You don’t have to be big and fast to win the JP Morgan Asset Management Round the Island Race, just sail well and be tactically aware. Matthew Sheahan analyses the routes taken by key performers in the 2012 race, which offered classic conditions

One of the most appealing features of the country’s fourth biggest participation event is that you don’t have to be the biggest or fastest to win. Indeed, despite the repeated efforts of some of the top boats, which have been known to finish while breakfast is still being served in Cowes, the JP Morgan Asset Management Round the Island Race is almost invariably won on handicap by a small boat.

The 2012 race was a perfect example. The record holder for the fastest lap in a monohull, Mike Slade’s ICAP Leopard, was just six minutes short of her record time and yet she was beaten on handicap by 52 other boats in IRC.

The Round the Island Race is huge, but it is also a great leveller, which is what brings many thousands of crew to the event year after year. No doubt the classic conditions, with a moderate south-westerly, helped IRC Class 3 dominate the 2012 race – there were seven boats under 30ft in the top ten places in IRC overall. But among the 1,200 boats that completed the course there were many other impressive performances.

What comes across clearly is how the best crews identified the key areas that could give them a helping hand even if the tide was against them. And it was interesting to see how they prepared to arrive at these areas at the right time. Hitching a ride on a back eddy is a great way of slipping through.

Here we look at six very different boats that did well to find out where they went and when – click on the charts to view them more closely.

Our study used the tracking system run by Next Generation Results for the race.

J-Dream GBR7111L

J-Dream

J-Dream. Photo: P Eden

Type J/111

Owners David and Kirsty Apthorp

Built 2011

Class IRC 1A

IRC 1.094

1st Class 1 and 1A

23rd Overall IRC

Elapsed time 6:21

Finish time 1351

David and Kirsty Apthorp’s J/111 set a cracking pace, providing a good illustration of how working the shifts and the tidal nuances of the course can help to lever you through the fleet. While asymmetric kites can be simpler to handle in many ways, they provide different tactical issues, especially when you’re trying to sneak along a shoreline to make best use of the tide.

J-Dream's track

J-Dream’s track

 

Bugler GBR8874

Bugler

Bugler. Photo: D Harding

 

Type Contessa 32

Owner Darren Ballard

Built 1971

Class Contessa 32

1st in class

Elapsed time 8:04

Finish time 1614

In a textbook track round the Island, Darren Ballard and his crew sought out the faster-running tide and kept close to rhumb lines. Another Contessa, Catherine, finished 2nd just under four minutes behind Bugler and both tracks show how closely the pair matched each other round the Island, taking the shortest distance and staying in the best tide wherever possible. An eight-hour match-race.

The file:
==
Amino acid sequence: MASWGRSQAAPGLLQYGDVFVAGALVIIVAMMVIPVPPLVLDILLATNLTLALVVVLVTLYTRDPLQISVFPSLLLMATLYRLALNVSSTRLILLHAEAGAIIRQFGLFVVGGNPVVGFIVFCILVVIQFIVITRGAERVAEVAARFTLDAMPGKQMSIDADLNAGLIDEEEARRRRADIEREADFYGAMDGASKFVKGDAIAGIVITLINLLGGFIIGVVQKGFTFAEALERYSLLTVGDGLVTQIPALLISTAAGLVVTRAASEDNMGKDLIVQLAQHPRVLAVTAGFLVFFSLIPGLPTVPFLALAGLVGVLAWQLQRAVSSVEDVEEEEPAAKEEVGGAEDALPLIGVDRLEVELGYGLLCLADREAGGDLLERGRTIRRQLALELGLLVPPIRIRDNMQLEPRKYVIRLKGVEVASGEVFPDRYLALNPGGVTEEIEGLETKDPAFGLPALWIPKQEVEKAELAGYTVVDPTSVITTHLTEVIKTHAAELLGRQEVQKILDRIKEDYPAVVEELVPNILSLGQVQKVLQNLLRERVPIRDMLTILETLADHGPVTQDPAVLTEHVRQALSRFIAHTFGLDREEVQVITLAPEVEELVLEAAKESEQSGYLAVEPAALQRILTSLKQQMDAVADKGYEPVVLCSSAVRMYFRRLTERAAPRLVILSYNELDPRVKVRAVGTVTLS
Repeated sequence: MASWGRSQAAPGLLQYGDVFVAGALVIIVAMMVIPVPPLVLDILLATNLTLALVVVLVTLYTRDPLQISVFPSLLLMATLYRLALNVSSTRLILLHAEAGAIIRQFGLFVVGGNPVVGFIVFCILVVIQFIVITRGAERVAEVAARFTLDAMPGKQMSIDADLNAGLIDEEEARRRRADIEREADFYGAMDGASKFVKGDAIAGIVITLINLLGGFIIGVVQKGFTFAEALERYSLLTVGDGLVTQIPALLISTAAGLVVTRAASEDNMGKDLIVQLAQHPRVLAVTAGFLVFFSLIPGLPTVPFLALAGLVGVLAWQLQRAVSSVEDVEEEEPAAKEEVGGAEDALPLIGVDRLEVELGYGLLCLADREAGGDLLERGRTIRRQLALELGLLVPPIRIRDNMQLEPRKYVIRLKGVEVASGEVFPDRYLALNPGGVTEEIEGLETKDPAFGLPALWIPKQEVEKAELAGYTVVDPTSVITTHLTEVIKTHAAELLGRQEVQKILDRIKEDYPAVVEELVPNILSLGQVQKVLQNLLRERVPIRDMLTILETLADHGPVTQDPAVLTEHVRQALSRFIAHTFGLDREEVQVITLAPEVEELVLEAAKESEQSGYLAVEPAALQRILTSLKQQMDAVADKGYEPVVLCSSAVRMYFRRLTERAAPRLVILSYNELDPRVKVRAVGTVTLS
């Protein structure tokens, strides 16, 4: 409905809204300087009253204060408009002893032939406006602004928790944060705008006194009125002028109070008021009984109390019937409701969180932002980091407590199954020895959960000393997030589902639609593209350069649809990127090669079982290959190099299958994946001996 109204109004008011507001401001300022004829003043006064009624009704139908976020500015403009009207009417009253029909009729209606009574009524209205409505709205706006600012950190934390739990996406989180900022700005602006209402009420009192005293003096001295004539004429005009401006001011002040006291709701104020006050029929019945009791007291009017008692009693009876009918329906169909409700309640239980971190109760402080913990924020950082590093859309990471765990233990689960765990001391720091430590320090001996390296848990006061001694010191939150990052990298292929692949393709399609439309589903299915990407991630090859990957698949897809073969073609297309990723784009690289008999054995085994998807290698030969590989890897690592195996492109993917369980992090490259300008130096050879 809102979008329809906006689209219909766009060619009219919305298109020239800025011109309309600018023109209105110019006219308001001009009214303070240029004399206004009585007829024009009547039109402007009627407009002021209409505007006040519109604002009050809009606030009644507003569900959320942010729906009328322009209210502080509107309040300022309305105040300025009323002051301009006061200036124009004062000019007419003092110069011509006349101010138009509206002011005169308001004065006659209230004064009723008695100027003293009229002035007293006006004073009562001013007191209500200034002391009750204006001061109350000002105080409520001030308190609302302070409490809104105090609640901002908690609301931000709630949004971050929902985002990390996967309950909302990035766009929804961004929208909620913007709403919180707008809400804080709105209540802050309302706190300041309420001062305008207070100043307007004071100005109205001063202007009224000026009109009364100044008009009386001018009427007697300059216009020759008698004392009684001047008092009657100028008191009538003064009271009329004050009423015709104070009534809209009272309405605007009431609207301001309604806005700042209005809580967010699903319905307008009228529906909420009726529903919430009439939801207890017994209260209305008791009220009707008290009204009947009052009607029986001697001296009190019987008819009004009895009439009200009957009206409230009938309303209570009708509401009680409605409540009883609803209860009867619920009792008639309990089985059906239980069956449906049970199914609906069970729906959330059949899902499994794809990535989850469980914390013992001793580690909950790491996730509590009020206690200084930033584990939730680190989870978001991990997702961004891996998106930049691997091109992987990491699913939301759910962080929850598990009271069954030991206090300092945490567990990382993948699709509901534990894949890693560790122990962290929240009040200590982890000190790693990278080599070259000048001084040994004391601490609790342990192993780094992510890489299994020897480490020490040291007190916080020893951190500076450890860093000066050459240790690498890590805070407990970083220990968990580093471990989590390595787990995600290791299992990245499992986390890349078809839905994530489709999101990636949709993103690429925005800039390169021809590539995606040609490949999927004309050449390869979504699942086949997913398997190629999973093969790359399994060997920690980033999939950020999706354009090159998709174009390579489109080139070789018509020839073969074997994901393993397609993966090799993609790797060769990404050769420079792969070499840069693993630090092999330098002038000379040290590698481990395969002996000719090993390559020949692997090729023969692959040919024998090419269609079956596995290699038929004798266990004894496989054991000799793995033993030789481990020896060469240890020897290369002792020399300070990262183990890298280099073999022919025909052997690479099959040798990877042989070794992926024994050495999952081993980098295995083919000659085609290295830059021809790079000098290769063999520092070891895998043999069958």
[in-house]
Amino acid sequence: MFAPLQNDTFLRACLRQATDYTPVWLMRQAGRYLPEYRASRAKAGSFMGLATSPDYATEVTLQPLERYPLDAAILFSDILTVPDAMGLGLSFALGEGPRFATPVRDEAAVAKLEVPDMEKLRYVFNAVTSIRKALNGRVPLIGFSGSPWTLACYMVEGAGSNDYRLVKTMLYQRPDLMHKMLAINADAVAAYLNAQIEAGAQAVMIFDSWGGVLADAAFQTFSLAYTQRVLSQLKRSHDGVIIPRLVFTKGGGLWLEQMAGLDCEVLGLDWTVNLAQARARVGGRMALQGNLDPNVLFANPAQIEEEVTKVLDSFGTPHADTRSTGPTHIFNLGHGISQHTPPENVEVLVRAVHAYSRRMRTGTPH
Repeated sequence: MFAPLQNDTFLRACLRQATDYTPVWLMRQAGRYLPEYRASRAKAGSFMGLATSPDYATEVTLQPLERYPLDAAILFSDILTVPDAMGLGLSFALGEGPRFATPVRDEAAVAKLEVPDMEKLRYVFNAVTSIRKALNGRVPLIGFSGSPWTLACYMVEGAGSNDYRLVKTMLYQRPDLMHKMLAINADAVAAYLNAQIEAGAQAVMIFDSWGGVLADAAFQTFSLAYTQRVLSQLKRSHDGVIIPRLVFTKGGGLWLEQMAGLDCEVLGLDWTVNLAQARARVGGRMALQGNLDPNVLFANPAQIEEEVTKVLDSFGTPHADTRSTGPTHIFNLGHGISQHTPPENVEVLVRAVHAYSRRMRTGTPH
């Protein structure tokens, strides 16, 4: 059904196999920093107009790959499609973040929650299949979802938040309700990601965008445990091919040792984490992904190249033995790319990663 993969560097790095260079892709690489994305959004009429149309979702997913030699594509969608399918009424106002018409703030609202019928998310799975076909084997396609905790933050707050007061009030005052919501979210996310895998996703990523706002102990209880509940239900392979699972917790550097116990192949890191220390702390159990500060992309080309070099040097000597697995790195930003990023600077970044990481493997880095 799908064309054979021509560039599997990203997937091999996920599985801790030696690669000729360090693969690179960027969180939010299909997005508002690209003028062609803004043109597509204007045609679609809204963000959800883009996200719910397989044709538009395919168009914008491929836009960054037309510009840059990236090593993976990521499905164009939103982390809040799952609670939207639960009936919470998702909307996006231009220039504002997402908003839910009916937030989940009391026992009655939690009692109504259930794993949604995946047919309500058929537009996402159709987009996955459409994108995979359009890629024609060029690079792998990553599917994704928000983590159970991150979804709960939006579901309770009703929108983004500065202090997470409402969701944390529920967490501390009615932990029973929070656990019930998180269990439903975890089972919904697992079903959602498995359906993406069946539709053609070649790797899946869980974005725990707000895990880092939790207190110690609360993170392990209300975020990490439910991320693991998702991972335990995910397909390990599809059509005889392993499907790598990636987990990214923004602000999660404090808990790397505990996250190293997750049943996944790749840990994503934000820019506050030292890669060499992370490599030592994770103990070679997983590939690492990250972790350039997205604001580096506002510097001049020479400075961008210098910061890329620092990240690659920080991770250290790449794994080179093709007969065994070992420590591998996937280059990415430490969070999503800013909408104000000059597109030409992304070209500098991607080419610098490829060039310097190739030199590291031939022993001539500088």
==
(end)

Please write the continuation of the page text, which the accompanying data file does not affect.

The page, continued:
Bugler's track

Bugler’s track

Maya GBR1223

Maya

Maya. Photo: CK Wordk/Pixtel

Type Contessa 26

Owners Kevin Collins and Simon Rogers

Built 1973

Class IRC Div 3D

IRC 0.768

6th in Class, 7th Overall IRC

Elapsed time 8:45

Finish time 1645

If there’s one type of boat that seems to keep making it into the top slots in this race it’s the Contessa 26. Then when you look at the names of owners, the famous Rogers family pops up frequently. In 2012 there were four Contessa 26s in the top 14 places in IRC overall. The first two were rather coy about their tracks and didn’t log on, but co-skippers Kevin Collins and Simon Rogers did. Maya was the third Contessa 26 to finish.

Maya's track

Maya’s track

 

ICAP Leopard GBR1R

ICAP Leopard

ICAP Leopard. Photo: P Wyeth

Type 100ft super maxi

Owner Mike Slade

Built 2007

Class IRC Zero

IRC 1.776

Monohull line honours

6th in Class, 53rd Overall IRC

Elapsed time 3:59

Finish time 1059

The fastest monohull round the Island isn’t always the winner as Mike Slade’s Leopard demonstrated last year. Although starting early gives the big boats clear air and an open view of the Western Solent, draught issues often limit their manoeuvrability. Leopard’s track shows longer tacks, fewer manoeuvres and long straight lines at speed.

ICAP Leopard's track

ICAP Leopard’s track

 

Humdinger GBR137

Humdinger. Photo: CK Wordk/Pixtel

Humdinger. Photo: CK Wordk/Pixtel

Type Dragonfly 920 Extreme

Owner John Beech

Built 2006

MOCRA 1.247

Class MOCRA

1st MOCRA multihull

Elapsed time 5:20

Finish time 1230

Fast off the breeze, but more of a struggle upwind might have been the case with traditional cruising cats, but John White’s Dragonfly 920 trimaran Humdinger demonstrates that a long beat west is no major handicap for boats of this type in a south-westerly.

Humdinger's track

Humdinger’s track

 

Ariel GBR8645R

Ariel. Photo: P Mumford/Beken of Cowes

Ariel. Photo: P Mumford/Beken of Cowes

Type Grand Soleil 45

Owners Noel, Catherine, Richard Dobbs

Built 2003

Class ISCRS Div 4B

ISCRS 1.029

1st ISCRS Div B

Elapsed time 7:05

Finish time 1433

Ariel sails a conservative route to a class win. Noel Dobbs (75) is at the helm of his son’s Grand Soleil 45. Together they demonstrate the advantage of maintaining a steady route and minimising manoeuvres and tactical risk-taking. While Ariel’s crew don’t make use of the subtle tidal slingshots available, their route is a good datum for a simple, effective track in a south-westerly wind.

Ariel's track

Ariel’s track